My six weeks in Dublin were the most incredible weeks of my life. But, alas, all good things must come to an end, and I have been back in America for exactly a week. I've given all my gifts, displayed my souvenirs, and unpacked my incredibly overweight suitcase. Now that I'm fully acclimated to life as I knew it, I've had time to reflect on my time in Ireland, and there's a lot of things that I wish I knew before I went abroad. As a final farewell to Dublin--and this blog--I will be sharing all the things I wish someone had told me before I left for Dublin.
Pack for who you are, not who you want to be.
The acting intensive that I was a part of in Dublin had a very strict all-black-athletic-wear dress code. I brought the perfect amount of black workout clothes for the program, but also thought I'd bring extra workout clothes in case I wanted to go to the gym on my own time. I packed a suit, despite doing enough research to know that Ireland is not a very formal country. I also packed seven books, thinking I would read them all while lounging on St. Stephen's Green. There were several items of clothing that I did not wear once, and I only opened one of those books during the flight to Dublin. I imagined myself being a classy, skinny European who worked out before class everyday and read books in the park. In reality, I cherished every second of sleep I could get because I was always exhausted, and I was always exhausted because I wanted to spend every second outside of class exploring the city and crossing things off my Ireland Bucket List (we'll get to that soon). Think of how you like to spend your time in daily life, and what experiences you are longing for the most while abroad. You may love reading books and working out (I do too!), but you can do that all day long in America without missing anything important.
Make a list of what you want to experience.
Your time abroad flies unbelievably fast. For the first three weeks, I was exploring the city, but I wasn't doing a lot of new things every day. I would see things I wanted to do, but I would say "I have so much time! I'll get to it later." Then, the halfway mark hit, and I freaked out. "I have no time! How am I supposed to do everything I want to do?"
I decided to make a list so I could organize my thoughts and start booking stuff. My mom had sent me a link that had 25 must-see Dublin activities, and I wrote them all down. I thought of all the things I said I'd get to, and I wrote them down. I had a pretty hefty list, and I was a bit overwhelmed, but with the help of Google Calendar, I booked a trip to London, a trip to Cork, a kayaking trip to Dalkey to see seals, organized a museum crawl with one of my newfound best friends, and much more. There were some things that I didn't get to, but I walked into Dublin Airport last week feeling like I did everything I wanted to. My list also helped my friends, and we were able to do so much together once we were organized! The Irish Bucket List served me very well, and left me with #noregrets.
Embrace the Solo Adventure.
When you study abroad, you are introduced to a small group of people. Suddenly, you are in a new country where you only know (in my case) thirteen people. You find people within those thirteen people who share your interests, and suddenly you have a group of friends who you find yourself doing almost everything with. As you settle in, you realize that not everyone has the same Irish Bucket List as you do. I wasted a lot of time because there were places I wanted to go but no one wanted to go with me. I had tons of fun going out and experiencing things on my own! Plus, being alone helped me meet more Irish locals, and I did end up making several Irish friends during my solo adventures. It can be daunting to go do things on your own, but it's better than leaving with regrets.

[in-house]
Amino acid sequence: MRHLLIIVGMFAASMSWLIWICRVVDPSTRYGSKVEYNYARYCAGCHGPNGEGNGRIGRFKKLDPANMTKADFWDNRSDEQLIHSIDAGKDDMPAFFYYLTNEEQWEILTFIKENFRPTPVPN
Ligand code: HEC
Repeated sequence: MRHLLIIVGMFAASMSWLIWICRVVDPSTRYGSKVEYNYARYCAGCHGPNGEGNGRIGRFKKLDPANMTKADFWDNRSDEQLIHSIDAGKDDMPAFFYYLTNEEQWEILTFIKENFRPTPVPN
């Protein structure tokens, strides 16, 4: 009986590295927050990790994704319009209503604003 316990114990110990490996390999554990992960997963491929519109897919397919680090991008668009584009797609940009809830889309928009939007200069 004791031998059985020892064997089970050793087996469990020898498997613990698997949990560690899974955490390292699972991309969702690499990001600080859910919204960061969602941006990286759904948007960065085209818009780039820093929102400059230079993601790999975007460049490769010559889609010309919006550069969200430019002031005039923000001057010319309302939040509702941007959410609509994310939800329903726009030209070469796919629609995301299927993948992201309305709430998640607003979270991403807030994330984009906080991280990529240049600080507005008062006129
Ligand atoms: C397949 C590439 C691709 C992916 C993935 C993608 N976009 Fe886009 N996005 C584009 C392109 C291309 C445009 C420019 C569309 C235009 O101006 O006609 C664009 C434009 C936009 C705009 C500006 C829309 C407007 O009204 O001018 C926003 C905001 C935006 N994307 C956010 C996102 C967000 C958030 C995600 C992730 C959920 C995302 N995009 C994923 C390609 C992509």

For the love of God, get a new SIM card immediately.
My final piece of wisdom is the one that caused me the most stress, and therefore, the most relief when I fixed the issue. You may have an international plan that you think is good enough, but make absolutely sure you know what you're getting so you have a working phone once you touch down on foreign soil. I spent every day being so grateful for my trusty Vodaphone app and the fact that I had data and unlimited texts when some of my friends did not. The IES Abroad website literally tells you to do this, but I just thought Verizon had my back. I was betrayed, but you don't have to be! You are able to enjoy these incredible experiences more when you have nothing to worry about, so take this simple thing off your mind as soon as you can.
I'm going to remember the lessons I learned (both inside and outside the classroom) in Dublin for the rest of my life, and I'm so grateful for the things this beautiful city has taught me. Studying abroad can be scary (it was the scariest thing I have ever done), but you learn from the fear, and IES Abroad connects you with students who are just as scared as you are. It's most certainly a learning curve, but every second of confusion was worth it. My most important piece of advice is to lean in to this experience. Embracing the fear and confusion also lets you embrace the magic and the fun. Everything will be okay, and you'll have the time of your life. Good Luck!
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<p>I am a sophomore in college studying scenic design. My favorite things are art, music, and animals. I write for my college newspaper, usually as a theatre critic or comedian. I'm really excited to study abroad because I love meeting new people and experiencing new cultures!</p>